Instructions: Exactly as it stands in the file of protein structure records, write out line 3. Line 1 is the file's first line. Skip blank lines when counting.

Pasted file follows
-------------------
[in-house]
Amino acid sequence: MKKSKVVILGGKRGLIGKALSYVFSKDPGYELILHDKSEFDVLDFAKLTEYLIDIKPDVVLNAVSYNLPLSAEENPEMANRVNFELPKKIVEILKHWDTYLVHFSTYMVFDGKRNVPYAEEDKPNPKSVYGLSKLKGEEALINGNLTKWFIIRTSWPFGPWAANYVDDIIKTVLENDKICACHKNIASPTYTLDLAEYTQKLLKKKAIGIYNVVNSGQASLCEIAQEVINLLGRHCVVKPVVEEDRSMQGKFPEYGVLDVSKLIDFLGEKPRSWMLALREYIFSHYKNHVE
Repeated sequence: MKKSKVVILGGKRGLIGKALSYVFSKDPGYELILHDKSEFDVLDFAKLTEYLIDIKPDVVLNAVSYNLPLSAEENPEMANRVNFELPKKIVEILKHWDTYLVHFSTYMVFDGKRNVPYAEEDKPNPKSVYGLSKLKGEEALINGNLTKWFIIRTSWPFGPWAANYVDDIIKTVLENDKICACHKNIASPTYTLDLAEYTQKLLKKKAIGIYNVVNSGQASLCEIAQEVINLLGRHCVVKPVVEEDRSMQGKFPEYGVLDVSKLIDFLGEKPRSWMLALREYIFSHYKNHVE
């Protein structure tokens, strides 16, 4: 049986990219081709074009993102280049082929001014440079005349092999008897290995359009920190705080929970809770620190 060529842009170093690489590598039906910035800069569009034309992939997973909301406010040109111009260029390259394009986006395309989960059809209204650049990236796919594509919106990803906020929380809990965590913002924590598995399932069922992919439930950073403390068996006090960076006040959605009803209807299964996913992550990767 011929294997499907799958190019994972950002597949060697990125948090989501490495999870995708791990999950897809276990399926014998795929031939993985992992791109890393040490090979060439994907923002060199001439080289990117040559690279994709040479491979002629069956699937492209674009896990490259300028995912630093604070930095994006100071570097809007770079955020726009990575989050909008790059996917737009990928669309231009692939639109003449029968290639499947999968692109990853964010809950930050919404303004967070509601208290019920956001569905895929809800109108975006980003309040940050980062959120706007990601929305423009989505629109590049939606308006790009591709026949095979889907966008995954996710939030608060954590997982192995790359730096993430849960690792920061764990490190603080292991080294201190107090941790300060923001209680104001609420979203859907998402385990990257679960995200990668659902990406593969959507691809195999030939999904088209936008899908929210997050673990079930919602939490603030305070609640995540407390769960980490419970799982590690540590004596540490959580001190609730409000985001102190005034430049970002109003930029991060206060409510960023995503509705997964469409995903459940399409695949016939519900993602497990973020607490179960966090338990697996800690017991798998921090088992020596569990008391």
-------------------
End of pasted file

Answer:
Repeated sequence: MKKSKVVILGGKRGLIGKALSYVFSKDPGYELILHDKSEFDVLDFAKLTEYLIDIKPDVVLNAVSYNLPLSAEENPEMANRVNFELPKKIVEILKHWDTYLVHFSTYMVFDGKRNVPYAEEDKPNPKSVYGLSKLKGEEALINGNLTKWFIIRTSWPFGPWAANYVDDIIKTVLENDKICACHKNIASPTYTLDLAEYTQKLLKKKAIGIYNVVNSGQASLCEIAQEVINLLGRHCVVKPVVEEDRSMQGKFPEYGVLDVSKLIDFLGEKPRSWMLALREYIFSHYKNHVE